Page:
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'I was very happy. Just went boom, boom, boom today.' - Martina Hingis, on advancing to the third round of the US Open.

No early upsets at Open

The march of champions stomped on at the US Open tennis championships, with former winners Martina Hingis, Lindsay Davenport, and Serena Williams all tallying impressive wins and spots in the third round Wednesday.

Hingis, the women's top seed, played the Open's fastest match this year, needing just 37 minutes to brush past Lina Krasnoroutskaya. Davenport took 42 minutes to win; Williams, a comparatively leisurely 44. Davenport, the No. 3 seed who won here in 1998, swept past Emilie Loit of France. "I feel great," she said of her quick stay under the hot sun. "Since I've come back from the knee injury in June, I've been really consistent with my play."

WNBA finals begin

At the time, it seemed like such a small trade. The Los Angeles Sparks sent two reserves to the Charlotte Sting for a center to back up Lisa Leslie. Little did either team know how big a deal it would turn out to be. Allison Feaster and Clarisse Machanguana, those two Los Angeles castaways, are now key players for Charlotte, which hosted the Sparks in Game 1 of the best-of-three WNBA finals last night.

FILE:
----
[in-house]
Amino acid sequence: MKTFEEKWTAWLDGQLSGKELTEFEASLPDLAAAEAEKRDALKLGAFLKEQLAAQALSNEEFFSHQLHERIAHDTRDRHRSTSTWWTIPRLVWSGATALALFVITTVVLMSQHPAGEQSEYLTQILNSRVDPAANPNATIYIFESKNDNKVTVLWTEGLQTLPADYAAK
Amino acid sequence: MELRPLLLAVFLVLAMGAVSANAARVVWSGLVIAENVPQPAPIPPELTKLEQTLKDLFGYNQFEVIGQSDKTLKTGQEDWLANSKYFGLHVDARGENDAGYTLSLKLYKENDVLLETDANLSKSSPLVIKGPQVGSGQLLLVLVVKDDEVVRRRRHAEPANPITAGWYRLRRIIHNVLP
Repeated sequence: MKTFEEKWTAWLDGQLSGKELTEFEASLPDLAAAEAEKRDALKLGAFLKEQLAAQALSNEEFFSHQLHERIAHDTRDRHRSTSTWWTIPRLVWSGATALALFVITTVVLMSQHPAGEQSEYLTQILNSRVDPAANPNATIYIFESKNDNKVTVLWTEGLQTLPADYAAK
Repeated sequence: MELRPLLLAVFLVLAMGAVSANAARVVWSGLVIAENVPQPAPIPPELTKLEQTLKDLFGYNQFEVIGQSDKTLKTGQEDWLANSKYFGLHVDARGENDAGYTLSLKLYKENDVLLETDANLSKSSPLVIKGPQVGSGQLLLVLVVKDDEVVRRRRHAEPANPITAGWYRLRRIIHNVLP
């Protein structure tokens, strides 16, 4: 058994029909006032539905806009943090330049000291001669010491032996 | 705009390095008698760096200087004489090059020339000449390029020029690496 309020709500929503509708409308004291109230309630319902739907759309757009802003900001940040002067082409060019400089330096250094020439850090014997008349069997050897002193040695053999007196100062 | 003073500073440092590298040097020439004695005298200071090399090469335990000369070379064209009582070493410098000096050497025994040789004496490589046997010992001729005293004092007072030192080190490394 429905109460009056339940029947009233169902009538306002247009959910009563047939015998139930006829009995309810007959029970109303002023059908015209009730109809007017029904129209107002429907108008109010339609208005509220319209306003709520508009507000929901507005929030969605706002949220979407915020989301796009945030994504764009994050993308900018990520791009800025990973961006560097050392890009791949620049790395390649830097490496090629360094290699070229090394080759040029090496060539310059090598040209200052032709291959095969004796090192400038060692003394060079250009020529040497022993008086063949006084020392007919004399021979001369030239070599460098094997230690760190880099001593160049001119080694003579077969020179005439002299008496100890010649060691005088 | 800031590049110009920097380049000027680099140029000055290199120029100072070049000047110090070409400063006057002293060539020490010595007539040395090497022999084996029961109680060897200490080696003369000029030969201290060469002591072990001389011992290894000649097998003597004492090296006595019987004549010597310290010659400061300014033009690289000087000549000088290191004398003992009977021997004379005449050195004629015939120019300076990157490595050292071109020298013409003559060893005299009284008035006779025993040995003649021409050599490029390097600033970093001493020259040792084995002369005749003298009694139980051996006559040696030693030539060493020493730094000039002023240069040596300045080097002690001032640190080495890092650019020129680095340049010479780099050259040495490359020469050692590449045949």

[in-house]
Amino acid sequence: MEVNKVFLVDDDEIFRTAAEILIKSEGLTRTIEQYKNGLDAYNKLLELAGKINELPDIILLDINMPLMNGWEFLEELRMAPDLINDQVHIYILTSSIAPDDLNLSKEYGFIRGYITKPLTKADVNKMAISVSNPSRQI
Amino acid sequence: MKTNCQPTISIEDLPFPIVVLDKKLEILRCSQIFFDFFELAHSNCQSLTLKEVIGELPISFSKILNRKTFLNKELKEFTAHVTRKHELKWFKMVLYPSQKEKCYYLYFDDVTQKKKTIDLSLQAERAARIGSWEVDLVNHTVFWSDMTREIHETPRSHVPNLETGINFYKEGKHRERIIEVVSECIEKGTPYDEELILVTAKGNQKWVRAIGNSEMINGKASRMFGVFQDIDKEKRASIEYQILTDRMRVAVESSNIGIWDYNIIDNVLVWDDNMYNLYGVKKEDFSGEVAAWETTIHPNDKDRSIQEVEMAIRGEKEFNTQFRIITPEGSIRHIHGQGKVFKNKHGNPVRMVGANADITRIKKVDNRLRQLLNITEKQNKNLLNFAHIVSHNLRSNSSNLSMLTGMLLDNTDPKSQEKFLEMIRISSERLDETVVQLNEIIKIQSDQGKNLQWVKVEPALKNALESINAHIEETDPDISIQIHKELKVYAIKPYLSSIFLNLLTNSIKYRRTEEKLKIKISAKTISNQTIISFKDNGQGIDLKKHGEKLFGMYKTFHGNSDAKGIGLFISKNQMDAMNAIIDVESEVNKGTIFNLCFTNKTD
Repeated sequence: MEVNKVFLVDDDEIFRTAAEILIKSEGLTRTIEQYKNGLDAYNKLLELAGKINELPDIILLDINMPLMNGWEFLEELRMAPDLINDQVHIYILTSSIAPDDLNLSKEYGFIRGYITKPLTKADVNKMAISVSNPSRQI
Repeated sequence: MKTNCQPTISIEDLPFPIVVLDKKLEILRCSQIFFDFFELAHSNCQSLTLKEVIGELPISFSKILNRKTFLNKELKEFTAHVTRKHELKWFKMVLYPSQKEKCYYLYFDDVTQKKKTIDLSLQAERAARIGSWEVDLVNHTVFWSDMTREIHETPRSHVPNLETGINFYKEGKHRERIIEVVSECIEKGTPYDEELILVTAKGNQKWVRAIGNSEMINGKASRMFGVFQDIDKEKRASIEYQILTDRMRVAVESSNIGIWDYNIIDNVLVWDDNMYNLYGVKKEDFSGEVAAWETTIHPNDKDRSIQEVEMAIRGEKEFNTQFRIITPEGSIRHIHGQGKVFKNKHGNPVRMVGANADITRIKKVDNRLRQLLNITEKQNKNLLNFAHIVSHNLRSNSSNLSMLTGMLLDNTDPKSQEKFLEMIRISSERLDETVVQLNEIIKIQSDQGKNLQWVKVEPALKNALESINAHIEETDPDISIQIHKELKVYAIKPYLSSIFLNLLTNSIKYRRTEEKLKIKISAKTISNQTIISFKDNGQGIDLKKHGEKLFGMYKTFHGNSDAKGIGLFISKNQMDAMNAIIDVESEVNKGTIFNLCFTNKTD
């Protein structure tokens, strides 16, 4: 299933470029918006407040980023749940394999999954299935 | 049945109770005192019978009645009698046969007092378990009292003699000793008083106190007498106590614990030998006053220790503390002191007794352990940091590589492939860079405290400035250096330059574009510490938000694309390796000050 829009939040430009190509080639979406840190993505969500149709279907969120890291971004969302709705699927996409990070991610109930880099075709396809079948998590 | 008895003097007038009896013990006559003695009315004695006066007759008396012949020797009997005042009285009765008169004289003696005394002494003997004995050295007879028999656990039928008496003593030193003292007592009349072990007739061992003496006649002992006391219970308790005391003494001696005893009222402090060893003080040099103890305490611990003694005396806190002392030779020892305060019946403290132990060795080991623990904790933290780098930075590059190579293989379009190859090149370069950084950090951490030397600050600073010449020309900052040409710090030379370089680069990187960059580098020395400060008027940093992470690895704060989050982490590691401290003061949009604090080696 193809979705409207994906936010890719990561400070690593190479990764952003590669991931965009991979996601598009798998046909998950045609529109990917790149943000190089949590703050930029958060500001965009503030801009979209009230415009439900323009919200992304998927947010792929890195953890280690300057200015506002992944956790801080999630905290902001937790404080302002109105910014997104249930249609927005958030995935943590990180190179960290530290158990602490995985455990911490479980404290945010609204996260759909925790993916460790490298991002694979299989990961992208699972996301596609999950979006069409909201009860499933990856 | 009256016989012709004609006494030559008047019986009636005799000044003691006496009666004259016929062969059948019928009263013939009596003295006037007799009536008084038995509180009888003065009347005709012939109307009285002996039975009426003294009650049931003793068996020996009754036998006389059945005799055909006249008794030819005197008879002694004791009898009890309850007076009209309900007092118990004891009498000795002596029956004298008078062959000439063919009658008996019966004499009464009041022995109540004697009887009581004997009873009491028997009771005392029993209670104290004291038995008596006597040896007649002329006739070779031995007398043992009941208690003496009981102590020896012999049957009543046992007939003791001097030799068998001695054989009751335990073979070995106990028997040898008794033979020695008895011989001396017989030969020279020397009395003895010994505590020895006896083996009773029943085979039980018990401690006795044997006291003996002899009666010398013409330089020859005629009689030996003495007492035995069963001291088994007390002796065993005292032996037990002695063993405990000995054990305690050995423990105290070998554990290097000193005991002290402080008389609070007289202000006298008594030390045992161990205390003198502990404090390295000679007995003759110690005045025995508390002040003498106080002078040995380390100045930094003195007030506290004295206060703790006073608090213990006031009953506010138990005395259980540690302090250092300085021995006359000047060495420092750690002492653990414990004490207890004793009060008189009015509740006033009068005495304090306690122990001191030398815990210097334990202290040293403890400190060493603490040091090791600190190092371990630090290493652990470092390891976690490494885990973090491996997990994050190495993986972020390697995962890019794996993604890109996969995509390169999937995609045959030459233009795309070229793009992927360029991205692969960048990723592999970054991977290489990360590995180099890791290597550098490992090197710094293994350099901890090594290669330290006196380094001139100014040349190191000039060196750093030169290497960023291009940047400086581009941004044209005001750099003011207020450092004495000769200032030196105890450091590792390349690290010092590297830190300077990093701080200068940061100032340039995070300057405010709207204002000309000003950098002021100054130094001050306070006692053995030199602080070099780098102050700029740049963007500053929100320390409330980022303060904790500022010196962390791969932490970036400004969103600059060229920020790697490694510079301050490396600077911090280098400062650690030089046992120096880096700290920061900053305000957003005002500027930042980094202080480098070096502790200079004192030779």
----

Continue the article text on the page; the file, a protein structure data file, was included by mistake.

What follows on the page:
"When you make a trade, you try to send players where they can't come back to haunt you - to the Eastern Conference," Los Angeles coach Michael Cooper said Wednesday. "Yet here they are, and we're hoping they don't come back to bite us."

Baseball lockout?

John Franco, a veteran of two strikes and a lockout, doesn't have any advice for teammates on whether to expect another work stoppage after this season. "Nobody's said nothin' yet," the New York Mets' reliever said. "It's been quiet - which is nice."

Baseball's labor contract expires two months from Friday. The sport has gone through eight work stoppages since 1972, and some owners want major economic changes, saying baseball has become a game that only the rich teams win. "I'm proceeding cautiously," commissioner Bud Selig said this week, "trying to learn from the mistakes of the past, not trying to engage, frankly, in communication that becomes a problem for both sides."

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